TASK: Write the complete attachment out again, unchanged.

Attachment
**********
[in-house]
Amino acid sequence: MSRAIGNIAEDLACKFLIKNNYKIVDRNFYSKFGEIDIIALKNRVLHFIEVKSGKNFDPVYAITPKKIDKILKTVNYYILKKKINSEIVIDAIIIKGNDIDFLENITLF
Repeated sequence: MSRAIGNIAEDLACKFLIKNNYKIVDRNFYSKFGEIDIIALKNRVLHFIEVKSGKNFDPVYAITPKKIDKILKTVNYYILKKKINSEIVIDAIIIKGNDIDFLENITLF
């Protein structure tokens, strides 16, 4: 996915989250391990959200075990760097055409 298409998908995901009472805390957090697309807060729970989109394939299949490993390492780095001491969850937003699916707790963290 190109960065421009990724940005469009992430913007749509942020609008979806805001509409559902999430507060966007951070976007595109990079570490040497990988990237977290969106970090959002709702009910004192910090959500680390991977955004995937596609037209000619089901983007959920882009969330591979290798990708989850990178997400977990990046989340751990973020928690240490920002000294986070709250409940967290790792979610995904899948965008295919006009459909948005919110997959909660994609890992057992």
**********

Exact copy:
[in-house]
Amino acid sequence: MSRAIGNIAEDLACKFLIKNNYKIVDRNFYSKFGEIDIIALKNRVLHFIEVKSGKNFDPVYAITPKKIDKILKTVNYYILKKKINSEIVIDAIIIKGNDIDFLENITLF
Repeated sequence: MSRAIGNIAEDLACKFLIKNNYKIVDRNFYSKFGEIDIIALKNRVLHFIEVKSGKNFDPVYAITPKKIDKILKTVNYYILKKKINSEIVIDAIIIKGNDIDFLENITLF
């Protein structure tokens, strides 16, 4: 996915989250391990959200075990760097055409 298409998908995901009472805390957090697309807060729970989109394939299949490993390492780095001491969850937003699916707790963290 190109960065421009990724940005469009992430913007749509942020609008979806805001509409559902999430507060966007951070976007595109990079570490040497990988990237977290969106970090959002709702009910004192910090959500680390991977955004995937596609037209000619089901983007959920882009969330591979290798990708989850990178997400977990990046989340751990973020928690240490920002000294986070709250409940967290790792979610995904899948965008295919006009459909948005919110997959909660994609890992057992």